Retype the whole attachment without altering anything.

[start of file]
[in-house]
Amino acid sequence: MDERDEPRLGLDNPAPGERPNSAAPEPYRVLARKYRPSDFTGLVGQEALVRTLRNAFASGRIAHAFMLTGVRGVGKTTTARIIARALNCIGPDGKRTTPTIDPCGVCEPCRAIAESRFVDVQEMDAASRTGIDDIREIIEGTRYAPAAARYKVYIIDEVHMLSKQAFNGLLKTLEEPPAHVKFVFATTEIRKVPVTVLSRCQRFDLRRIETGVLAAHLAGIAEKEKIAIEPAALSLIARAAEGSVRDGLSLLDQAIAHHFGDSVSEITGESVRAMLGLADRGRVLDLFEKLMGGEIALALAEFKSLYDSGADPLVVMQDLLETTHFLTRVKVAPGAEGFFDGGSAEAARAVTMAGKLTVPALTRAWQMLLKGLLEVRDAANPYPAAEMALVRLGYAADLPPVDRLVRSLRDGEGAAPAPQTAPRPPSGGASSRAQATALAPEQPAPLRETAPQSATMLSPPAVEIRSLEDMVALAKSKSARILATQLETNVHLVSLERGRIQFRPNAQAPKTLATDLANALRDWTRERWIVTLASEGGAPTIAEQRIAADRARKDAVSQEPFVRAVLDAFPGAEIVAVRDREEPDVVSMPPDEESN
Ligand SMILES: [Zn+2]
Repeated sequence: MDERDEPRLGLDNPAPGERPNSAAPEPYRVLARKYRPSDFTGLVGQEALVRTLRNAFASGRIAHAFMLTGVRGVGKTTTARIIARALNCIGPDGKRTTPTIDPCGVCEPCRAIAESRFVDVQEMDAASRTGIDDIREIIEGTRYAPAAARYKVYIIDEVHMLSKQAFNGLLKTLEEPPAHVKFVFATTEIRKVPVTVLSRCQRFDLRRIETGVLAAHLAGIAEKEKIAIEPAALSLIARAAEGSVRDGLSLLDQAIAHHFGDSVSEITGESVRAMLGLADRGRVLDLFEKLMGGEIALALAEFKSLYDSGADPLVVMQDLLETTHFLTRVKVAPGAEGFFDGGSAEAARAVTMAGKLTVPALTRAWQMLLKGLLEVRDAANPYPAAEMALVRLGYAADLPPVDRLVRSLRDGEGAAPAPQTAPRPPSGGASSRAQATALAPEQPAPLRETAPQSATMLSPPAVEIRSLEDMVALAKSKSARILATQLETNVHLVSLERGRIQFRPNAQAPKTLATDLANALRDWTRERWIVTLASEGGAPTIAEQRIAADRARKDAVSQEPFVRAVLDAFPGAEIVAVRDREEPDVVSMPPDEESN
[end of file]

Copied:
[in-house]
Amino acid sequence: MDERDEPRLGLDNPAPGERPNSAAPEPYRVLARKYRPSDFTGLVGQEALVRTLRNAFASGRIAHAFMLTGVRGVGKTTTARIIARALNCIGPDGKRTTPTIDPCGVCEPCRAIAESRFVDVQEMDAASRTGIDDIREIIEGTRYAPAAARYKVYIIDEVHMLSKQAFNGLLKTLEEPPAHVKFVFATTEIRKVPVTVLSRCQRFDLRRIETGVLAAHLAGIAEKEKIAIEPAALSLIARAAEGSVRDGLSLLDQAIAHHFGDSVSEITGESVRAMLGLADRGRVLDLFEKLMGGEIALALAEFKSLYDSGADPLVVMQDLLETTHFLTRVKVAPGAEGFFDGGSAEAARAVTMAGKLTVPALTRAWQMLLKGLLEVRDAANPYPAAEMALVRLGYAADLPPVDRLVRSLRDGEGAAPAPQTAPRPPSGGASSRAQATALAPEQPAPLRETAPQSATMLSPPAVEIRSLEDMVALAKSKSARILATQLETNVHLVSLERGRIQFRPNAQAPKTLATDLANALRDWTRERWIVTLASEGGAPTIAEQRIAADRARKDAVSQEPFVRAVLDAFPGAEIVAVRDREEPDVVSMPPDEESN
Ligand SMILES: [Zn+2]
Repeated sequence: MDERDEPRLGLDNPAPGERPNSAAPEPYRVLARKYRPSDFTGLVGQEALVRTLRNAFASGRIAHAFMLTGVRGVGKTTTARIIARALNCIGPDGKRTTPTIDPCGVCEPCRAIAESRFVDVQEMDAASRTGIDDIREIIEGTRYAPAAARYKVYIIDEVHMLSKQAFNGLLKTLEEPPAHVKFVFATTEIRKVPVTVLSRCQRFDLRRIETGVLAAHLAGIAEKEKIAIEPAALSLIARAAEGSVRDGLSLLDQAIAHHFGDSVSEITGESVRAMLGLADRGRVLDLFEKLMGGEIALALAEFKSLYDSGADPLVVMQDLLETTHFLTRVKVAPGAEGFFDGGSAEAARAVTMAGKLTVPALTRAWQMLLKGLLEVRDAANPYPAAEMALVRLGYAADLPPVDRLVRSLRDGEGAAPAPQTAPRPPSGGASSRAQATALAPEQPAPLRETAPQSATMLSPPAVEIRSLEDMVALAKSKSARILATQLETNVHLVSLERGRIQFRPNAQAPKTLATDLANALRDWTRERWIVTLASEGGAPTIAEQRIAADRARKDAVSQEPFVRAVLDAFPGAEIVAVRDREEPDVVSMPPDEESN